Most major automakers have said that they are planning to roll out a self-driving car sometime during the next five years, but the levels of autonomy vary. Many car companies have committed to semi-autonomous systems that enable the car to be completely autonomous in certain driving situations, but that still have a steering wheels so that the driver can take back control of the vehicle when needed.
However, Ford wants to make its cars fully autonomous because it sees these semi-autonomous systems as a possible liability. This is because people begin to trust the systems too much and fail to re-engage control of the vehicle when needed.
“We are not in a race to be first, but we are in a race to do the right thing, which is why we are building on more than ten years of experience on how to responsibly deliver a ride service that is fully autonomous that does not require a driver to re-engage,” Ken Washington, vice president of advanced research and engineering, told Business Insider.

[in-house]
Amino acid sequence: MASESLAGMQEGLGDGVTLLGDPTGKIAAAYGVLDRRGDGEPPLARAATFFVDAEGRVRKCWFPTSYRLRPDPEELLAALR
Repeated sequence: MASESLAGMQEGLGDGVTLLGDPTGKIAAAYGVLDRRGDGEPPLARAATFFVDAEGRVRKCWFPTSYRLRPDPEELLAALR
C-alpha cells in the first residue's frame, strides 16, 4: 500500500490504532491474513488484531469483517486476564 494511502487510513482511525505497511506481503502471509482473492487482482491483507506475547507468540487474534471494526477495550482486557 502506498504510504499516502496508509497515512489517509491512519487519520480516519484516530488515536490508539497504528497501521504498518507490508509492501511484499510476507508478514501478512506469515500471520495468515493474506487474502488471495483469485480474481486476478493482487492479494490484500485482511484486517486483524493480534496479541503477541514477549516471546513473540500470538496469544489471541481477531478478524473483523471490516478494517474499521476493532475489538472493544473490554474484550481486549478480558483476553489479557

“Our research has led us to understand that it [re-engagement] is very difficult to do and we don’t know how to enable that, so that is what led us to pursuing a full level four autonomous vehicle and this re-engagement issue goes away,” Washington said.
For example, when Tesla first rolled out Autopilot, there were numerous YouTube videos that showed drivers testing the limits of Autopilot by taking their hands completely off the wheel while driving at fast speeds down a highway. One driver even sat in the back seat while the car drove itself down a freeway.
Now, Tesla and other car makers implementing these advanced drive assistance systems (ADAS) have always maintained that drivers are still required to monitor the driving situation and keep their hands on the wheel. But the fact of the matter is, once people get use to the technology, they will find ways to abuse it.
Ford wants to avoid this problem all together, which is why the company is ramping up its efforts to get its vehicles to level four autonomy.
However, at least in the beginning, Ford’s self-driving cars will still have some limitations.
For example, the cars will only be able to operate in geofenced areas within an urban area, meaning the company will set defined physical parameters that have previously been mapped by the company’s driverless test fleet.
Ford will also only provide the self-driving service in an area where the sensors on its driverless cars can “operate at their optimum performance,” meaning that it will not operate in certain weather conditions or in geographical locations that might interfere with how sensors collect data.